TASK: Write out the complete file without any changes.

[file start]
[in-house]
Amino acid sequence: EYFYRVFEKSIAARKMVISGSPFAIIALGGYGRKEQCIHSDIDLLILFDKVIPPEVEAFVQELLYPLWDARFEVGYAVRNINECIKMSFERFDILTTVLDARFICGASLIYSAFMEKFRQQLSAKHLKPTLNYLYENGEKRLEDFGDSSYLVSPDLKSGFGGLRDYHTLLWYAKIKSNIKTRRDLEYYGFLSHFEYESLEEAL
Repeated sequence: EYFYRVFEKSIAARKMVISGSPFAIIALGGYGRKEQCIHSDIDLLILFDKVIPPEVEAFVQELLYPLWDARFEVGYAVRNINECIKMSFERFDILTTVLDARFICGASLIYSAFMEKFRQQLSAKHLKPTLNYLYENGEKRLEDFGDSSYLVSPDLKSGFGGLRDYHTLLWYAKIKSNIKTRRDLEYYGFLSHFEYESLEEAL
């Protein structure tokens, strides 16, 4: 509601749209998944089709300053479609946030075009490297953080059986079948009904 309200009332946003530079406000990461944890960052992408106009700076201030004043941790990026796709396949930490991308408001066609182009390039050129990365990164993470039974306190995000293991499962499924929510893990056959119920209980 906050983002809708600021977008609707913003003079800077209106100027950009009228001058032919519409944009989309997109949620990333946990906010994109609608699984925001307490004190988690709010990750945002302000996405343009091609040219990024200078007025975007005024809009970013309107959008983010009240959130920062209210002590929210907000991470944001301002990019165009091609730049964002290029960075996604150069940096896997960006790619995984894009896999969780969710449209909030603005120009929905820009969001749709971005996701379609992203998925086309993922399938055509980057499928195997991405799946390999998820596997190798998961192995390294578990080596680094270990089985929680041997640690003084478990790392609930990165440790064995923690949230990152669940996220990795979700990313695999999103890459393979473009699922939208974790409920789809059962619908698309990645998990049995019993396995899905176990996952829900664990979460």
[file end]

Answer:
[in-house]
Amino acid sequence: EYFYRVFEKSIAARKMVISGSPFAIIALGGYGRKEQCIHSDIDLLILFDKVIPPEVEAFVQELLYPLWDARFEVGYAVRNINECIKMSFERFDILTTVLDARFICGASLIYSAFMEKFRQQLSAKHLKPTLNYLYENGEKRLEDFGDSSYLVSPDLKSGFGGLRDYHTLLWYAKIKSNIKTRRDLEYYGFLSHFEYESLEEAL
Repeated sequence: EYFYRVFEKSIAARKMVISGSPFAIIALGGYGRKEQCIHSDIDLLILFDKVIPPEVEAFVQELLYPLWDARFEVGYAVRNINECIKMSFERFDILTTVLDARFICGASLIYSAFMEKFRQQLSAKHLKPTLNYLYENGEKRLEDFGDSSYLVSPDLKSGFGGLRDYHTLLWYAKIKSNIKTRRDLEYYGFLSHFEYESLEEAL
């Protein structure tokens, strides 16, 4: 509601749209998944089709300053479609946030075009490297953080059986079948009904 309200009332946003530079406000990461944890960052992408106009700076201030004043941790990026796709396949930490991308408001066609182009390039050129990365990164993470039974306190995000293991499962499924929510893990056959119920209980 906050983002809708600021977008609707913003003079800077209106100027950009009228001058032919519409944009989309997109949620990333946990906010994109609608699984925001307490004190988690709010990750945002302000996405343009091609040219990024200078007025975007005024809009970013309107959008983010009240959130920062209210002590929210907000991470944001301002990019165009091609730049964002290029960075996604150069940096896997960006790619995984894009896999969780969710449209909030603005120009929905820009969001749709971005996701379609992203998925086309993922399938055509980057499928195997991405799946390999998820596997190798998961192995390294578990080596680094270990089985929680041997640690003084478990790392609930990165440790064995923690949230990152669940996220990795979700990313695999999103890459393979473009699922939208974790409920789809059962619908698309990645998990049995019993396995899905176990996952829900664990979460």